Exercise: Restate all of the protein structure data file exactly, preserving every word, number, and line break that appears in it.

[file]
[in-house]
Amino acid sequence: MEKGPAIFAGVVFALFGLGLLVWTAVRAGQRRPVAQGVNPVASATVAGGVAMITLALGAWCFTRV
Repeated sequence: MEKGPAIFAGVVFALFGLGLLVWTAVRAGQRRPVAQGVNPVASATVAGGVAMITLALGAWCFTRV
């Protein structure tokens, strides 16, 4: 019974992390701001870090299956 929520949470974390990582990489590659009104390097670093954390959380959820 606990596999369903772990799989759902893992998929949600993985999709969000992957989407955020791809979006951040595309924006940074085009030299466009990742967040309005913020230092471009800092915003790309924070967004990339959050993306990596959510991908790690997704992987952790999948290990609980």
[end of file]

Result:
[in-house]
Amino acid sequence: MEKGPAIFAGVVFALFGLGLLVWTAVRAGQRRPVAQGVNPVASATVAGGVAMITLALGAWCFTRV
Repeated sequence: MEKGPAIFAGVVFALFGLGLLVWTAVRAGQRRPVAQGVNPVASATVAGGVAMITLALGAWCFTRV
């Protein structure tokens, strides 16, 4: 019974992390701001870090299956 929520949470974390990582990489590659009104390097670093954390959380959820 606990596999369903772990799989759902893992998929949600993985999709969000992957989407955020791809979006951040595309924006940074085009030299466009990742967040309005913020230092471009800092915003790309924070967004990339959050993306990596959510991908790690997704992987952790999948290990609980």